People with sleep apnea more likely to have memory or thinking problems

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People who experience sleep apnea may be more likely to also have memory or thinking problems, according to a preliminary study released today, March 3, 2024, that will be presented at the American Academy of Neurology's 76th Annual Meeting taking place April 13–18, 2024, in person in Denver and online. The study shows a positive association but did not determine whether sleep apnea causes cognitive decline.

Sleep apnea is when people stop and restart breathing repeatedly during sleep which can lower oxygen levels in the blood. Symptoms include snorting, gasping and breathing pauses. People with the disorder may also experience morning headaches or have trouble focusing on tasks.

Sleep apnea is a common disorder that is often underdiagnosed, yet treatments are available. Our study found participants who had sleep apnea symptoms had greater odds of having memory or thinking problems."

Dominique Low, MD, MPH, study author of Boston Medical Center in Massachusetts, and member of the American Academy of Neurology

The study involved 4,257 people. Participants completed a questionnaire asking about sleep quality as well as memory and thinking problems. For sleep, participants were asked about snorting, gasping or breathing pauses in their sleep. For memory and thinking, participants were asked questions related to difficulty remembering, periods of confusion, difficulty concentrating or problems with decision making.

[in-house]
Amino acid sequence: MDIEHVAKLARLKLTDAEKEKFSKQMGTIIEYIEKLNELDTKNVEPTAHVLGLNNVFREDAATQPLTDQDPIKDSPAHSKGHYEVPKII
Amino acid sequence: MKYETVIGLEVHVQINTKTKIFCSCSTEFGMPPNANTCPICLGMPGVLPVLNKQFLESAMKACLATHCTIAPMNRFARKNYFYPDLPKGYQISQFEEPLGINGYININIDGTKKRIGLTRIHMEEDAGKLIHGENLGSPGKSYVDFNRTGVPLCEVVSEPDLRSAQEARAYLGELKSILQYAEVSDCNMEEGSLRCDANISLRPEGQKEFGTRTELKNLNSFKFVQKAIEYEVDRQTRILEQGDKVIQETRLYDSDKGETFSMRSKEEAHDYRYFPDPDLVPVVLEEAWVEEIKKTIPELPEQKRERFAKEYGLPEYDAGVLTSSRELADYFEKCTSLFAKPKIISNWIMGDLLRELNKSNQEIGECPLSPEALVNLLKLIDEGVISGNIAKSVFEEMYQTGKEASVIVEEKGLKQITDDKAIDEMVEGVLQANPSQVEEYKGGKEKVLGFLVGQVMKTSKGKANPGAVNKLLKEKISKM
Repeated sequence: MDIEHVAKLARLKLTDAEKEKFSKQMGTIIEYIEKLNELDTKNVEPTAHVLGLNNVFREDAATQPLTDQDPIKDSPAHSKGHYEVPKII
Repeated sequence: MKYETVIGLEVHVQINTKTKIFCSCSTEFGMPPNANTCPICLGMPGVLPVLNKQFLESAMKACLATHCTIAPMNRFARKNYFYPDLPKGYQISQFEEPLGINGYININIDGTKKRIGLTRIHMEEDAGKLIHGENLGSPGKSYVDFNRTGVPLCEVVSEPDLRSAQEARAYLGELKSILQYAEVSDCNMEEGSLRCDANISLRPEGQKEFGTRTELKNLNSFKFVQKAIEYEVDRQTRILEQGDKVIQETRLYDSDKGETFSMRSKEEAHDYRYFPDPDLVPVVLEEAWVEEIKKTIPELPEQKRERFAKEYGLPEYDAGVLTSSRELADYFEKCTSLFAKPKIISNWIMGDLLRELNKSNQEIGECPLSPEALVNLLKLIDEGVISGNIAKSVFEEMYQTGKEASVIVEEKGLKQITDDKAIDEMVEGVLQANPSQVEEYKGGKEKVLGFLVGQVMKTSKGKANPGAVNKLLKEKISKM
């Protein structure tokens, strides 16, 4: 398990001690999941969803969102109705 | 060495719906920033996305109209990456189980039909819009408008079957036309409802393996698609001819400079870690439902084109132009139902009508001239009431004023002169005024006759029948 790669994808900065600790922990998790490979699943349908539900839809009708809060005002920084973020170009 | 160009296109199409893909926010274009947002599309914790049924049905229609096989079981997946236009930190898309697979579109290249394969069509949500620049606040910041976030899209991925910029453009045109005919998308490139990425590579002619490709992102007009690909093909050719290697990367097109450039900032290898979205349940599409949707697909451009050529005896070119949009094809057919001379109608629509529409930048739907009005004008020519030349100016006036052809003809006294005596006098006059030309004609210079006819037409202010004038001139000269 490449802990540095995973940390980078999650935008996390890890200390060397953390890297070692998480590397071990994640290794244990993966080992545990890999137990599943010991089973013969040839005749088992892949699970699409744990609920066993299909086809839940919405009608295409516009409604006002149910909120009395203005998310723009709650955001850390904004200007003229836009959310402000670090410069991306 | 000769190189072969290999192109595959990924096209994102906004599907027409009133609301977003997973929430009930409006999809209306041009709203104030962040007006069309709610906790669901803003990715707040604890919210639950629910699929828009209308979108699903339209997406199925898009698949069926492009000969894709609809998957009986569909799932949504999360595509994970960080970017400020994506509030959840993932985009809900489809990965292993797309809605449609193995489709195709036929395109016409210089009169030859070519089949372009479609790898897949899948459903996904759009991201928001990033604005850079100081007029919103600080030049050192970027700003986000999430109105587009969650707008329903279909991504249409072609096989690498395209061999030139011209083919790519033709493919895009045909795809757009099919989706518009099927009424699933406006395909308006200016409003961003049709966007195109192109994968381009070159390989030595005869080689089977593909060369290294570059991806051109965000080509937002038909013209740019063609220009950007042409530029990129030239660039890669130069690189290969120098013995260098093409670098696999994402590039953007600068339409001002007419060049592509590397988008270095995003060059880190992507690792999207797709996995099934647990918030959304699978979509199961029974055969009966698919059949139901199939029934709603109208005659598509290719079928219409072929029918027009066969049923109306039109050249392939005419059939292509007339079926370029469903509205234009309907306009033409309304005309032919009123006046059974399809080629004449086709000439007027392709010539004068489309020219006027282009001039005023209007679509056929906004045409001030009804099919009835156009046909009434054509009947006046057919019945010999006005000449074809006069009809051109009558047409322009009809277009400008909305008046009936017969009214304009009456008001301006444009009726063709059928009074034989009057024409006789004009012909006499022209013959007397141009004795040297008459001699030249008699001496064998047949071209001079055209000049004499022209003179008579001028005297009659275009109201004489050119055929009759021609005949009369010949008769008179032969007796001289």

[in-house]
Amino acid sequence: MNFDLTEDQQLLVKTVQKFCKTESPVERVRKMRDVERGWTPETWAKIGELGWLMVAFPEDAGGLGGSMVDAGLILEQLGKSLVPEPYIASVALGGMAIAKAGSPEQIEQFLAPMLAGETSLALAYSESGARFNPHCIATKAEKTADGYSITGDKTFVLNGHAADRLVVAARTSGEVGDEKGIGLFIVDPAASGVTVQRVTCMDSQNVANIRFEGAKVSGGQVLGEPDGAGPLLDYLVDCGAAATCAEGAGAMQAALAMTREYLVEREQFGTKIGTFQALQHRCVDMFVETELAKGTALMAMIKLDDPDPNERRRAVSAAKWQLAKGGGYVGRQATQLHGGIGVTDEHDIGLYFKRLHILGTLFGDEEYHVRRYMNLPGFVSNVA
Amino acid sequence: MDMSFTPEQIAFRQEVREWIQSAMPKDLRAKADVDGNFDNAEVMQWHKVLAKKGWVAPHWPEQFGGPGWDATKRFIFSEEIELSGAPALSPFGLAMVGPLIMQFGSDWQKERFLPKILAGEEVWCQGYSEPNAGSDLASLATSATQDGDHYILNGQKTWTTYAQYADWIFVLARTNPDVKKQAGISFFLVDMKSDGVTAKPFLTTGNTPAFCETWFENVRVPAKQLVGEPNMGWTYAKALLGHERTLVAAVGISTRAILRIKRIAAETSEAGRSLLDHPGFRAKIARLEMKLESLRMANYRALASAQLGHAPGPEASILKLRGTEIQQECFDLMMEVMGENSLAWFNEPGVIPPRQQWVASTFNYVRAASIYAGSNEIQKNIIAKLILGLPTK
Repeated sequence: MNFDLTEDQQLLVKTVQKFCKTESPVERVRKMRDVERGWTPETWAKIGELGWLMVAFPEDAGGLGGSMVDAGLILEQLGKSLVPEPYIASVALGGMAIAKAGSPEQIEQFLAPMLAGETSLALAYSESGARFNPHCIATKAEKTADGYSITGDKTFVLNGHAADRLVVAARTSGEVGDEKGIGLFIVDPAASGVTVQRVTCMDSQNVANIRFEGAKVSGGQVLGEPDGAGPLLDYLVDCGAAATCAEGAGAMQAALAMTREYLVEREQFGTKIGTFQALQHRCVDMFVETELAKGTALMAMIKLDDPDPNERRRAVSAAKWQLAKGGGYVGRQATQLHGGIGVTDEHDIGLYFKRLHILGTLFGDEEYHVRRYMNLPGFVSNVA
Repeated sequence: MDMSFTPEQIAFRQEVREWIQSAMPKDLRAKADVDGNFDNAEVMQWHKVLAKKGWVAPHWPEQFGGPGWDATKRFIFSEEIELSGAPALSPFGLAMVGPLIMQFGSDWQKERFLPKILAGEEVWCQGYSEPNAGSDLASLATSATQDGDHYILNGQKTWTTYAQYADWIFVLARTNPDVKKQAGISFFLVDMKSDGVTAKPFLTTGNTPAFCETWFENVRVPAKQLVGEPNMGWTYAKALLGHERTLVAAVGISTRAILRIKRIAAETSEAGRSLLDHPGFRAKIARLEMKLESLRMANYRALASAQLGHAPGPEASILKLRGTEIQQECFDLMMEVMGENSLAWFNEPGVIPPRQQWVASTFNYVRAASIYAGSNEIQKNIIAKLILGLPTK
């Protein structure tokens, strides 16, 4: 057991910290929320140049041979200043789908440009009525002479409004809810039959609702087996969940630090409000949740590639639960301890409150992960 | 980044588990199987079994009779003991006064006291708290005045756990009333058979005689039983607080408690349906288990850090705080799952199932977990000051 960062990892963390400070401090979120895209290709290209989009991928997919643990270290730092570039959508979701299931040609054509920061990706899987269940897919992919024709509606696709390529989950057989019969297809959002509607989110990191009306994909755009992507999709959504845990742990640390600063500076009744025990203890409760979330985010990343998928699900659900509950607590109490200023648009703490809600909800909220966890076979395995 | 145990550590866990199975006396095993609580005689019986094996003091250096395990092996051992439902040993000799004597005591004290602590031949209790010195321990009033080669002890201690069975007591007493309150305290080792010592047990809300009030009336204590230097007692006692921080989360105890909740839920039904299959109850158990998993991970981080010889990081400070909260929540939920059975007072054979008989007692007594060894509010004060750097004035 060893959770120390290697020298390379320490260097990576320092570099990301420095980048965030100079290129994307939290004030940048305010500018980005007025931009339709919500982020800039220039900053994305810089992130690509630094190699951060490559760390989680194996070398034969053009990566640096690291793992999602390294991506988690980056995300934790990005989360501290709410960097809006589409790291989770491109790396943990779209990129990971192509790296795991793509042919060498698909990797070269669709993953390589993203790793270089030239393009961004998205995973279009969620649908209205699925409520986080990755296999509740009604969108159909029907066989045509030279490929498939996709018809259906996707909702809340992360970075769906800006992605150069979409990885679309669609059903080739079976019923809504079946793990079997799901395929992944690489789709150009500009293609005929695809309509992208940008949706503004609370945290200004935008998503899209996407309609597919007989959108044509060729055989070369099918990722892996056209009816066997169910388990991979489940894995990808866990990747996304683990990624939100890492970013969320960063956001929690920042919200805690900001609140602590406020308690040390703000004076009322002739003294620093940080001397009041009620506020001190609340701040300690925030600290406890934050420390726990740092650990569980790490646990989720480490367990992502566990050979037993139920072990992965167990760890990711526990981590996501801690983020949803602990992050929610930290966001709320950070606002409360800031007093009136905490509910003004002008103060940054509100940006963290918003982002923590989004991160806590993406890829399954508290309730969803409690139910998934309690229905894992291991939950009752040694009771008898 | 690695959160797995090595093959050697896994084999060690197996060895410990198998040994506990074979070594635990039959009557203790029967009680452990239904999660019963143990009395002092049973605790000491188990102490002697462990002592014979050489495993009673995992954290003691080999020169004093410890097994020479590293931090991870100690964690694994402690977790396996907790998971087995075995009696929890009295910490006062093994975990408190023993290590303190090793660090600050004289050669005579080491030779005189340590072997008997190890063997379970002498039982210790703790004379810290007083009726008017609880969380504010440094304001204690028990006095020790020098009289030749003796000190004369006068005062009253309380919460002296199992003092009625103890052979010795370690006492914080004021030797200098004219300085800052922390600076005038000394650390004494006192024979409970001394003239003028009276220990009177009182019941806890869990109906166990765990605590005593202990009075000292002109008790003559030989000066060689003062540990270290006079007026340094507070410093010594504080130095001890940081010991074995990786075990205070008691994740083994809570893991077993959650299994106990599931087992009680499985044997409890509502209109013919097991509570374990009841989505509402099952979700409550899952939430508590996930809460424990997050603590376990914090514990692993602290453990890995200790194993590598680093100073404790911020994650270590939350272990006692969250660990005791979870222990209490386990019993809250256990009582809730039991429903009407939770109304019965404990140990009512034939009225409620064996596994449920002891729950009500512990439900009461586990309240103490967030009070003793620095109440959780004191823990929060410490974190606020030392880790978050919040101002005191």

Of all participants, 1,079 reported symptoms of sleep apnea. Of those with symptoms, 357 people, or 33%, reported memory or thinking problems compared to 628 people, or 20% of people without sleep apnea symptoms.

After adjusting for other factors that could affect memory and thinking problems, such as age, race, gender and education, researchers found that people who reported sleep apnea symptoms were about 50% more likely to also report having memory or thinking problems compared to people who did not have sleep apnea symptoms.

"These findings highlight the importance of early screening for sleep apnea," said Low. "Effective treatments like continuous positive airway pressure (CPAP) machines are readily available. Quality sleep, along with eating a healthy diet, regular exercise, social engagement and cognitive stimulation, may ultimately reduce a person's risk of thinking and memory problems, improving their quality of life."

Limitations of the study include that the data was sourced from one survey and participants reported their symptoms instead of being assessed by medical professionals. Additional studies are needed following people's sleep apnea, memory and thinking symptoms over time.

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